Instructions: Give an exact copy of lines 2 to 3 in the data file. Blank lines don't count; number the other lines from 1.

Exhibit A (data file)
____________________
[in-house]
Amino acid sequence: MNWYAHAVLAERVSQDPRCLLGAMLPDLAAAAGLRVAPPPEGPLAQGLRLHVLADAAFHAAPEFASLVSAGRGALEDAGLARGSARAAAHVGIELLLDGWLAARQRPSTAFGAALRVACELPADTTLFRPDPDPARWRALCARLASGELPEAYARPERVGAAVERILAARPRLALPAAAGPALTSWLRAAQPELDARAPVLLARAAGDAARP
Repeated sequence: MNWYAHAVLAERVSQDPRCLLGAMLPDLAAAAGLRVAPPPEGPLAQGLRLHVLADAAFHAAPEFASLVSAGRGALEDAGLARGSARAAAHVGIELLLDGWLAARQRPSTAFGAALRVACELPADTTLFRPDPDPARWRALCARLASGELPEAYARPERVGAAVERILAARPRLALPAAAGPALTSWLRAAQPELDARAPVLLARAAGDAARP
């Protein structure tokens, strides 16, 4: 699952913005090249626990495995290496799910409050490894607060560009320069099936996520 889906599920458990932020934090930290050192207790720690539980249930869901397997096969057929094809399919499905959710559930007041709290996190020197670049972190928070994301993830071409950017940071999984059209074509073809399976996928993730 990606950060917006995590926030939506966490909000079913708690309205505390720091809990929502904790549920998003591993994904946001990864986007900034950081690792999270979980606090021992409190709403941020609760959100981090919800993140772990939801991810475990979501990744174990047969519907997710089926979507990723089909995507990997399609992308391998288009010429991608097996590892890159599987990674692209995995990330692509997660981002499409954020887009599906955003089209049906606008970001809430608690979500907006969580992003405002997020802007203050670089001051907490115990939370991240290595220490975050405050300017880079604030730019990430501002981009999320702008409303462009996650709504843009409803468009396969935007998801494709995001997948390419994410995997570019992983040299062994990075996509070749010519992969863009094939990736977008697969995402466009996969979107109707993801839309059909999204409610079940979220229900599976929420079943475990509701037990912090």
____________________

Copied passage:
Amino acid sequence: MNWYAHAVLAERVSQDPRCLLGAMLPDLAAAAGLRVAPPPEGPLAQGLRLHVLADAAFHAAPEFASLVSAGRGALEDAGLARGSARAAAHVGIELLLDGWLAARQRPSTAFGAALRVACELPADTTLFRPDPDPARWRALCARLASGELPEAYARPERVGAAVERILAARPRLALPAAAGPALTSWLRAAQPELDARAPVLLARAAGDAARP
Repeated sequence: MNWYAHAVLAERVSQDPRCLLGAMLPDLAAAAGLRVAPPPEGPLAQGLRLHVLADAAFHAAPEFASLVSAGRGALEDAGLARGSARAAAHVGIELLLDGWLAARQRPSTAFGAALRVACELPADTTLFRPDPDPARWRALCARLASGELPEAYARPERVGAAVERILAARPRLALPAAAGPALTSWLRAAQPELDARAPVLLARAAGDAARP